Depression Books that Help Others Understand Your Depression
Far from fluff stories, depression books are mental health and communication tools that make a positive difference for people living with depression. Books about depression take many forms: novels, memoirs, biographies, self-help, and educational nonfiction. Applying these books to life takes many forms, too. You can use them to help and encourage yourself, and you use them to help others understand your depression.
Officially, when you use books to help your mental health and/or to reach others in some way, it’s called bibliotherapy (therapy through books). Sometimes, books are incorporated into work with a therapist, while other times people read books on their own for information, inspiration, relaxation, or stress relief—all things that contribute to healing from depression. Books can also help you communicate. Describing your own experience with depression can be challenging, and sharing books can help others understand your depression.
We’ve gathered a list of depression books that are great for sharing with someone. You can ask them to read as a way of knowing your experience more deeply. Books increase empathy and understanding, and they are excellent tools for discussion. Sometimes it’s easier to talk about depression in the context of a book rather than having the focus be entirely on you. Let these books help you connect with others for understanding and healing.
Depression Books to Help Others Understand Your Depression and Build Empathy
People connect through stories. Stories, after all, are about people rather than cold, hard facts. From the beginning of humanity, we’ve told stories to teach and connect. Therefore, our list contains books that involve tales and narratives, human accounts of this human illness. Whether memoir (non-fiction) or novel (fiction), each book below accurately portrays life with depression so poignantly that you can simply hand someone a book and say, “This.”
Memoirs about depression
Shoot the Damn Dog by Sally Brampton (2008). Elle magazine founder, Sally Brampton, felt obligated to suffer severe depression in silence until it got the best of her. Her story is frank and open, unabashedly showing anyone who reads her book what depression was like at its worst and inspirationally demonstrating how she reclaimed her life.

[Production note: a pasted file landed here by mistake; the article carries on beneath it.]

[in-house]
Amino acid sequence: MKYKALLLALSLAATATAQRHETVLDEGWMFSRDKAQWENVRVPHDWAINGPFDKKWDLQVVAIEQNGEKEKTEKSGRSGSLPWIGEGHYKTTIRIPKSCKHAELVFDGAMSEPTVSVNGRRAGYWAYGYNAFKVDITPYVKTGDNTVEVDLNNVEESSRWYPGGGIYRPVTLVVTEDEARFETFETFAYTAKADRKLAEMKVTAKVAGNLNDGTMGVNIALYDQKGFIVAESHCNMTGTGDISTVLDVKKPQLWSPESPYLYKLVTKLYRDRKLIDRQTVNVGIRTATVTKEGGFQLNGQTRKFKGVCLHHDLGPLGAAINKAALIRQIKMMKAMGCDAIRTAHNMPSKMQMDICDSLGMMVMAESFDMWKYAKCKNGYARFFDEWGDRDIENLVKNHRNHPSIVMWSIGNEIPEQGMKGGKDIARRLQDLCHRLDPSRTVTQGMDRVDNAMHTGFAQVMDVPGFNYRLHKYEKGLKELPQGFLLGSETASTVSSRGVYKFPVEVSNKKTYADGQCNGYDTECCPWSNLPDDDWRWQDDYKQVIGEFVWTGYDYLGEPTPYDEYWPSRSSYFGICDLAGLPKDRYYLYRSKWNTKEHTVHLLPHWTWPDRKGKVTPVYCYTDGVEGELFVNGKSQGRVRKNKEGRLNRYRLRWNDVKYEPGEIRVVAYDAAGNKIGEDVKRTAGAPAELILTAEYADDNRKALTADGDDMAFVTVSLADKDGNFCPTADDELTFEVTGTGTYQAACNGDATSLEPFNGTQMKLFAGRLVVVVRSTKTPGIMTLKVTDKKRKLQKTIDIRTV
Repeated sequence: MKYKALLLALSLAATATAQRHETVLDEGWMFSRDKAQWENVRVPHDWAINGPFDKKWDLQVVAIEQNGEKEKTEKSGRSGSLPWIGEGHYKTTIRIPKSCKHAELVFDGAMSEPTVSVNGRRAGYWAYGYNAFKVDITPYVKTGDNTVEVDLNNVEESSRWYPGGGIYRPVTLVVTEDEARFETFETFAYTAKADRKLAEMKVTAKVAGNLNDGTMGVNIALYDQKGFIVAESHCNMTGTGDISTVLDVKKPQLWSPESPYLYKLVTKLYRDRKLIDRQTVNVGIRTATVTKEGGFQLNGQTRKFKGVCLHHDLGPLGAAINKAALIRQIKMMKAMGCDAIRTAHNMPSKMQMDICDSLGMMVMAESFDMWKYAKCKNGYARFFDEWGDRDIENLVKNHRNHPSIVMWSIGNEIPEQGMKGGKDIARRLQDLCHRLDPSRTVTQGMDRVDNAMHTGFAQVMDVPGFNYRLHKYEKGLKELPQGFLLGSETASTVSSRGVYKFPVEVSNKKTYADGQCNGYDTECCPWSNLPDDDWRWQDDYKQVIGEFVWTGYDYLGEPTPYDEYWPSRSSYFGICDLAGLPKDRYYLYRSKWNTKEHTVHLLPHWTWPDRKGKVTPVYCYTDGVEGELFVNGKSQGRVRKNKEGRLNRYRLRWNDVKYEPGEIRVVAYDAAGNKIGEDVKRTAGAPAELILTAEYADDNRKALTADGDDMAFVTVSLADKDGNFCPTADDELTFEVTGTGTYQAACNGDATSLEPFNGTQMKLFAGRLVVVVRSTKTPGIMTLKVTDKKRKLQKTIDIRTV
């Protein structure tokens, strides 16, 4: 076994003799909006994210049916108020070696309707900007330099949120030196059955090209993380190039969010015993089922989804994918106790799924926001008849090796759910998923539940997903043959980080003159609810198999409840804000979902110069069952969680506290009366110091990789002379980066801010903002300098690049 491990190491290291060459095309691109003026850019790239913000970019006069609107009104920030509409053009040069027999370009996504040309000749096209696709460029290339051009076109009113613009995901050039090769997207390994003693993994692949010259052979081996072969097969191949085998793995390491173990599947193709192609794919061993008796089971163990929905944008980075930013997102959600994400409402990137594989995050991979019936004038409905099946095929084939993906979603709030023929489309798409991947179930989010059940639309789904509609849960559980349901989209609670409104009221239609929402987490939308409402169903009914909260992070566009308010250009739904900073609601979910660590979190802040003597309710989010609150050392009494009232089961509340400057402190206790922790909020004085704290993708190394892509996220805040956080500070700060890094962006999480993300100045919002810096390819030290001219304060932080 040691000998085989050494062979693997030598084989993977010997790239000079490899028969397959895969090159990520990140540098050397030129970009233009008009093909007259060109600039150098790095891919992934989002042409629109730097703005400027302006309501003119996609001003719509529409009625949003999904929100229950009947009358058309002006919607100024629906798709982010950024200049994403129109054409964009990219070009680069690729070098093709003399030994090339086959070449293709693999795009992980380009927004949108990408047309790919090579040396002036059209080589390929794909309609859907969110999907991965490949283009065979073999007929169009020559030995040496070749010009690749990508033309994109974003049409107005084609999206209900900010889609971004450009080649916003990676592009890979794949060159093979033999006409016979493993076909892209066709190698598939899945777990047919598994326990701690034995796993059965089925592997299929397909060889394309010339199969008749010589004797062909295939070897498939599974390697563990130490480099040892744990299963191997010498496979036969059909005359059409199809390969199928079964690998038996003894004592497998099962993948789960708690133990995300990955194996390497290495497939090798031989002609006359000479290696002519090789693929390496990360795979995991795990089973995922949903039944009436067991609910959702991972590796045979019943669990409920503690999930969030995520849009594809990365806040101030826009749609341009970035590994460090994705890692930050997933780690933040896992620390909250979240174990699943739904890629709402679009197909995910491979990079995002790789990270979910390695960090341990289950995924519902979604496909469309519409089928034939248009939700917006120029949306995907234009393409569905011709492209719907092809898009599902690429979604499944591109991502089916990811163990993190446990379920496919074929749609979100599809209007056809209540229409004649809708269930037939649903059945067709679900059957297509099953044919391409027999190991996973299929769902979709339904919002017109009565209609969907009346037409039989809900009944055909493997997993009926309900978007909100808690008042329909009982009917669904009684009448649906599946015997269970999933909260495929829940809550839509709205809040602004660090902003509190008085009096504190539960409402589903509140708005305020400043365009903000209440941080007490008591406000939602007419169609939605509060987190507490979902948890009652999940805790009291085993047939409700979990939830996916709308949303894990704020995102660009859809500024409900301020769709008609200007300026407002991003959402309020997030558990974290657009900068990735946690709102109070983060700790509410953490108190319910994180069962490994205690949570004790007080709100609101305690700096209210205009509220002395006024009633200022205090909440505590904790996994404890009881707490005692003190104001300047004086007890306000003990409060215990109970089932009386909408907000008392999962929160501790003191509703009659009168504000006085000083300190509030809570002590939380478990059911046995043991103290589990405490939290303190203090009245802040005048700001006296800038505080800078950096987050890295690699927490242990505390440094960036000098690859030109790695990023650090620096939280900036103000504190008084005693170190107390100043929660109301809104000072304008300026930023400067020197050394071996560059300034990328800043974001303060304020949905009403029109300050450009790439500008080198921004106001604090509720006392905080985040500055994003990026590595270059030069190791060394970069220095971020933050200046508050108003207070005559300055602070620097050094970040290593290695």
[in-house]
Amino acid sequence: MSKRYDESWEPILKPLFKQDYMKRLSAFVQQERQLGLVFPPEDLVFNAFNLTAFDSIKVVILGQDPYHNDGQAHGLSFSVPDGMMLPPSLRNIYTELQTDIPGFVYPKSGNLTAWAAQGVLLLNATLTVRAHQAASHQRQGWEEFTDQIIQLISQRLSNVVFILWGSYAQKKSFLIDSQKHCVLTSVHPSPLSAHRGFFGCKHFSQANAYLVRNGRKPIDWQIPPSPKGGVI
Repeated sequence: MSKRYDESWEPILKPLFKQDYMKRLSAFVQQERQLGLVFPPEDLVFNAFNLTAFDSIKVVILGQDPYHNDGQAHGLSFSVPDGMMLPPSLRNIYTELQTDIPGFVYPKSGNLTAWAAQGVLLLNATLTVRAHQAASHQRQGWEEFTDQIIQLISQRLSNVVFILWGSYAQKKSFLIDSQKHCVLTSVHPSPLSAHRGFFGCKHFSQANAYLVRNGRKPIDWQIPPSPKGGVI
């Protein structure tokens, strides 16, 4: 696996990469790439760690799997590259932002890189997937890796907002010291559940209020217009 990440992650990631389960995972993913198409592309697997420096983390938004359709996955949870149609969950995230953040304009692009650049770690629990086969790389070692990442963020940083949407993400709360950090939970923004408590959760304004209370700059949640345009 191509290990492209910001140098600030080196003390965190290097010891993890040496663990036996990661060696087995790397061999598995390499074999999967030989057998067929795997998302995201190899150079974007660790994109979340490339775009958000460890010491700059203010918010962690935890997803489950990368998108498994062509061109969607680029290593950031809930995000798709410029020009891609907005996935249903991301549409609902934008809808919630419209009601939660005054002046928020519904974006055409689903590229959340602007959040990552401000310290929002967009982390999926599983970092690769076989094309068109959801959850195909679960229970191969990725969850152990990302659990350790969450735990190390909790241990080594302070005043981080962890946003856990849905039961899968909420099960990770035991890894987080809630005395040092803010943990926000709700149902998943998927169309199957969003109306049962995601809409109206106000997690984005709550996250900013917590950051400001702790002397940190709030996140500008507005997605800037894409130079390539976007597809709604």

Reasons to Stay Alive by Matt Haigh (2016). This story, serious and candid and peppered with humor, is touted for the way it reaches people. Haigh offers inspiration to those living with depression and insight to those who are on the outside of the illness. Readers both outside and inside the world of depression have been touched by this depression memoir.
Still Life: A Memoir of Living Fully with Depression by Gillian Marchenko (2016). Marchenko’s story of depression takes us into her life as a wife and mother. The depression is bad, but it is made worse by the guilt: How can she possibly be good enough for her family when living with this mental illness? If you’ve wondered something similar or have worried that others are thinking this question about you, this book is sure to help.
Willow Weep for Me by Meri Nana-Ama Danquah (1998). How do you live up to a high-pressure stereotype that African American women must be strong, nurturing, caregivers when depression tells you you’re the opposite and robs you of the ability to live the role? Meri Nana-Ama Danquah’s story is her journey; a journey to find an answer to that question. Her memoir transcends culture and time to be impactful for all readers.
A Little Life by Hanya Yanagihara (2016). While by no means an uplifting story, A Little Life is moving and emotional, taking readers deep into Jude’s depression. The story isn’t just about Jude, however. It is about those close to him, their own struggles, and how they try to understand Jude’s illness but have a very difficult time doing so.
A Long Way Down by Nick Hornby (2006). Alone and in despair, four people—one at a time—make their way to the roof of a tall building to end their suffering. Each one is surprised to discover that they’re not alone on that roof or in life.
All the Bright Places by Jennifer Niven (2016). This YA Novel is touching, meaningful, and illuminating for teens and adults alike. When you’re living with depression, a normal way to start any day is by wondering if this is the right day to die.
Reading and sharing depression books may just be one of the best forms of therapy and self-help. Connect, enjoy, understand, and grow with these and other stories about living with major depression.
Peterson, T. (2020, May 7). Depression Books that Help Others Understand Your Depression , HealthyPlace. Retrieved on 2020, July 5 from https://www.healthyplace.com/depression/support/depression-books-that-help-others-understand-your-depression